We want to position this paper in line with the approach of “method stories” in co-design [30,31]. Method stories focus on what the designers actually did with methods in particular circumstances [31]. It focuses not only on the results of co-design sessions but also on the way a method has been used and adjusted in a specific situation [30]. Thus, we will first depict the “making of” the method to be used in this project (see section Study Preparation). In addition, our research protocol for co-design claims a certain flexibility that is directly related to design thinking as a cognitive style [32-35]. Designers alternate between phases of divergent thinking (generating multiple ideas in an exploratory way) and convergent thinking (choosing the best ideas and making choices) [36]. They investigate the problem space more for new possibilities and are more open to a variety of prototyping materials and tools [37]. This leads to adjusting the process several times and adapting it to new creative insights that arise, especially in the early stages. Therefore, the protocol we present in this paper shows the basic structure of our co-design process but, since it is led by design, assumes that adjustments along the way can take place to support flexibility in ideation.


Our study is based on the Mentallys project, located in Montréal (Quebec, Canada). The aim of this project is to improve access to mental health care on a large scale through a mobile app (Mentallys) intended to be distributed for free to the population of a given territory. It is developed from the outset using a co-design process that involves persons with a lived experience of mental health problems, peer support workers, health care professionals (eg, social workers, nurses, psychologists, psychiatrists, and health managers), researchers, design experts, and design students. The Mentallys app will gradually take shape through several steps of co-design, prototyping, and real-world testing in an iterative loop of continuous improvement.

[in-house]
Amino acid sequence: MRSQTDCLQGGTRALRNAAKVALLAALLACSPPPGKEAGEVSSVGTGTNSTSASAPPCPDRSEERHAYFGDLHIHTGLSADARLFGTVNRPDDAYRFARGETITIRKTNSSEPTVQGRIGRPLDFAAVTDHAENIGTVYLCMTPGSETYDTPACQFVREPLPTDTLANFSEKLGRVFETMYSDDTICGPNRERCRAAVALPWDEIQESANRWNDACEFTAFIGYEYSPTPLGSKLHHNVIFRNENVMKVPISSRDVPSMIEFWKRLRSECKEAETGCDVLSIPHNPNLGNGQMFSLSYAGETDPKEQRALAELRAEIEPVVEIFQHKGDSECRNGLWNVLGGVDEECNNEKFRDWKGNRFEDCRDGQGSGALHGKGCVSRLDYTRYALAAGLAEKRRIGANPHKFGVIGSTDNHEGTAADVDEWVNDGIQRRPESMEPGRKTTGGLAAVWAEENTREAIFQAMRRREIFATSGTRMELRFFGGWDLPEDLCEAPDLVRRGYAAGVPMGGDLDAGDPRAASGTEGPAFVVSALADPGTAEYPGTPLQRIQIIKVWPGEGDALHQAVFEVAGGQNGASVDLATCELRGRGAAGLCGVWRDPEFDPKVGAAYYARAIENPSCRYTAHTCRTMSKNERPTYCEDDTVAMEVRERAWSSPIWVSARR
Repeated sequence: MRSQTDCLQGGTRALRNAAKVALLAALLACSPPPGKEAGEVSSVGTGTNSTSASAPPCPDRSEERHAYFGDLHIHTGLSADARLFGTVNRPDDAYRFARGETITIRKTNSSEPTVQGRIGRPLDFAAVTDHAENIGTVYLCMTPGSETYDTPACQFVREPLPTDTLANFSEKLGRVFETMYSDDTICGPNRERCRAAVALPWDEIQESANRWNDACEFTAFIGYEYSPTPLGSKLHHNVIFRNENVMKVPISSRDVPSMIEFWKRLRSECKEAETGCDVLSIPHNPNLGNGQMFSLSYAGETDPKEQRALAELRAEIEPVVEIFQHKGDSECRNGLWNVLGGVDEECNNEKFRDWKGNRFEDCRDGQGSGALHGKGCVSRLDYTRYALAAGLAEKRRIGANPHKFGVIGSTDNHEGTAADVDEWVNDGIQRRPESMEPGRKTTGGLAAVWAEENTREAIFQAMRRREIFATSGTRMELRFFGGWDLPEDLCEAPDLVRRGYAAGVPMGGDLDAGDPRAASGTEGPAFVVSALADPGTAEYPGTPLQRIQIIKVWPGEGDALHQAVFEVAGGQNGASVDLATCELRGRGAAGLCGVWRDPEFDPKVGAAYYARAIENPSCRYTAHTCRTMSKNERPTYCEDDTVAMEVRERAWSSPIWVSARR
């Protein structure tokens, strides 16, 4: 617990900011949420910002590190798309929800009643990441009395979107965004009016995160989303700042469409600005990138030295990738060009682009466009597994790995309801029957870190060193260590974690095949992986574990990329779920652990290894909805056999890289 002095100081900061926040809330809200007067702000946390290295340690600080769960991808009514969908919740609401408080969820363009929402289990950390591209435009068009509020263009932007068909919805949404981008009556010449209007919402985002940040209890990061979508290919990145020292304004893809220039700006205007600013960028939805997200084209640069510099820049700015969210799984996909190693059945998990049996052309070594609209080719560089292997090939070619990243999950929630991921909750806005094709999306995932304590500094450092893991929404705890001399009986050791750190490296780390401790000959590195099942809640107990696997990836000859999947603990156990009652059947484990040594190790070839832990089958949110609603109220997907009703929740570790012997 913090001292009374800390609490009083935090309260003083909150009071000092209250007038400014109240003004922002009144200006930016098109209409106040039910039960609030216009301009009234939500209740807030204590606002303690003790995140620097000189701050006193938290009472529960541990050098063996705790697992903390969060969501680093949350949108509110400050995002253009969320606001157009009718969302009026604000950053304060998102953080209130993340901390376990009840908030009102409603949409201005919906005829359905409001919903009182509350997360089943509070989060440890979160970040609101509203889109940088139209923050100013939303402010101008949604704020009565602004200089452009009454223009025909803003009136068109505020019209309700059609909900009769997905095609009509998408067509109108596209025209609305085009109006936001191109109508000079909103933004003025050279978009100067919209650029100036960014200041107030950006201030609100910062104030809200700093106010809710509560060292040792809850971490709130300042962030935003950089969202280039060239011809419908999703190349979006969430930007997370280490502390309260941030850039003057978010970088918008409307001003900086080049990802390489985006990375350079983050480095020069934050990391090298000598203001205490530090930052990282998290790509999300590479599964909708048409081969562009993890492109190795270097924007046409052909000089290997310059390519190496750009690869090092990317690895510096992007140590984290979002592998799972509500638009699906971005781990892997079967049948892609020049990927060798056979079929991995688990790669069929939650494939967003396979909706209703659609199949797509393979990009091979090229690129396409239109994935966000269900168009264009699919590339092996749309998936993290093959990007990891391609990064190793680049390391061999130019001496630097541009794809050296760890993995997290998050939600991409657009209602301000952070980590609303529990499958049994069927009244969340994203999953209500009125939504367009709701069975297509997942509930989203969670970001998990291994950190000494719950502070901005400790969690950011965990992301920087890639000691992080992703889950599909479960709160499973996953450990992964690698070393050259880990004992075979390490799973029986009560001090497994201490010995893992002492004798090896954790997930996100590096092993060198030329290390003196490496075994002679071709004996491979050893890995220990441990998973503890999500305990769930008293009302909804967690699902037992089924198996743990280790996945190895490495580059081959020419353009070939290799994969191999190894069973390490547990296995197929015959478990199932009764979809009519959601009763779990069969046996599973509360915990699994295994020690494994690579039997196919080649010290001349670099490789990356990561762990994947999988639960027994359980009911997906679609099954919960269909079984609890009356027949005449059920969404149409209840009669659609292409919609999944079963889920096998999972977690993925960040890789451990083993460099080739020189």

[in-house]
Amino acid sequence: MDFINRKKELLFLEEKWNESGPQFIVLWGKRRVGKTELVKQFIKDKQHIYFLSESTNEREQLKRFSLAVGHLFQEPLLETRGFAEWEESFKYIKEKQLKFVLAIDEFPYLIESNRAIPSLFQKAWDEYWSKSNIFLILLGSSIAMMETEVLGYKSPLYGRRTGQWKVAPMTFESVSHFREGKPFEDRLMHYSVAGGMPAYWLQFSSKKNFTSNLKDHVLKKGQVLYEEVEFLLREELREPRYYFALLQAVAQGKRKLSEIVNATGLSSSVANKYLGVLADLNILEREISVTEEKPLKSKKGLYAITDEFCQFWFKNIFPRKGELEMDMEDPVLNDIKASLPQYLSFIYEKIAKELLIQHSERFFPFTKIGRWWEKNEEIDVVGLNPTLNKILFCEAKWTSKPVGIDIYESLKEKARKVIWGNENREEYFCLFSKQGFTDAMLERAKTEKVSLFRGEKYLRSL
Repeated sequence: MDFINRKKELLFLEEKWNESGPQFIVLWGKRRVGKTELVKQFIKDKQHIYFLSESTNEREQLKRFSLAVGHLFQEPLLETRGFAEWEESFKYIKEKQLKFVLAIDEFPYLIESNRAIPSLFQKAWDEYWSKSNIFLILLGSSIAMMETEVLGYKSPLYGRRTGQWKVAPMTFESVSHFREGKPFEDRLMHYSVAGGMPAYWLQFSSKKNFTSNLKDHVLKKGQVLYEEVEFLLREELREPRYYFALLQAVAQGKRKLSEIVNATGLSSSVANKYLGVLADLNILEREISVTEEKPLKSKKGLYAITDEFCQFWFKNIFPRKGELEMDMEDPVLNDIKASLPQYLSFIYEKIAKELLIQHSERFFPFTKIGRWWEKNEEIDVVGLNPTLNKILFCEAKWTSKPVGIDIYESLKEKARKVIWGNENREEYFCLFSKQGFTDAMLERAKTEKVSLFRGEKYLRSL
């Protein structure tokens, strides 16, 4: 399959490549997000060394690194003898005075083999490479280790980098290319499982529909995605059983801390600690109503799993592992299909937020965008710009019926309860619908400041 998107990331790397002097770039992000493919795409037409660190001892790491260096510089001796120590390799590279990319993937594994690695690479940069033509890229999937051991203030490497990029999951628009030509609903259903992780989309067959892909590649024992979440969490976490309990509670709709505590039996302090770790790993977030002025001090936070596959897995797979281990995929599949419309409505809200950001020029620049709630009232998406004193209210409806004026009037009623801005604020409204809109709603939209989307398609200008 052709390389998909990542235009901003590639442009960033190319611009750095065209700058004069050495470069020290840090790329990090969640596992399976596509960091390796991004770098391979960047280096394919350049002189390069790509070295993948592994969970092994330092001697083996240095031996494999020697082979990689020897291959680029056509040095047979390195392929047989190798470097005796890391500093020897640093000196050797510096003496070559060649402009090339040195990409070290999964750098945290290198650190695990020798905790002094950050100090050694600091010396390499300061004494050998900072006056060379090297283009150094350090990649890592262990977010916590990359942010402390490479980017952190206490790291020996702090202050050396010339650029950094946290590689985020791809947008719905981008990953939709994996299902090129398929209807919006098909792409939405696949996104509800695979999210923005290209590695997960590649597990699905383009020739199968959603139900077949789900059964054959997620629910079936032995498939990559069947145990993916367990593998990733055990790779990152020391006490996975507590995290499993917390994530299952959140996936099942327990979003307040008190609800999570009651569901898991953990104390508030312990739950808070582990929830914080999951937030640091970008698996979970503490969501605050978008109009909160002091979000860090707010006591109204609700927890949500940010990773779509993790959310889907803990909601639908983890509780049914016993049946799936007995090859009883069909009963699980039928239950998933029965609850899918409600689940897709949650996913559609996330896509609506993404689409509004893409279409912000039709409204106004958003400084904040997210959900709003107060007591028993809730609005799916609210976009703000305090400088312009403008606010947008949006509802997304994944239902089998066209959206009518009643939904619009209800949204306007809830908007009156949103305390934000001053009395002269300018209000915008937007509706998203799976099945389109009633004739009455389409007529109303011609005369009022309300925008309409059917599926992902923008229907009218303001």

Study Preparation

The Mentallys project officially took shape in 2019, prior to the COVID-19 pandemic, and funding and ethics approval were obtained in 2020. Because of the lockdowns and remote work, we had to develop a system of 100% web-based workshops. To this end, we partnered with a design studio specialized in service design and co-design. Due to health restrictions, they had already started this type of practice. One designer (SR) from their team joined us and helped us prepare and initiate stage 1 of the co-design.

First, we set the objective: to explore ideas and desirable features for the Mentallys app. Second, we designed and implemented the co-design experience. The following design experts participated in this step: (1) one social design researcher from another university, (2) one service designer (SR) from the design studio we partnered with, and (3) 5 design researchers and students from our internal co-design team. Their contributions are detailed below.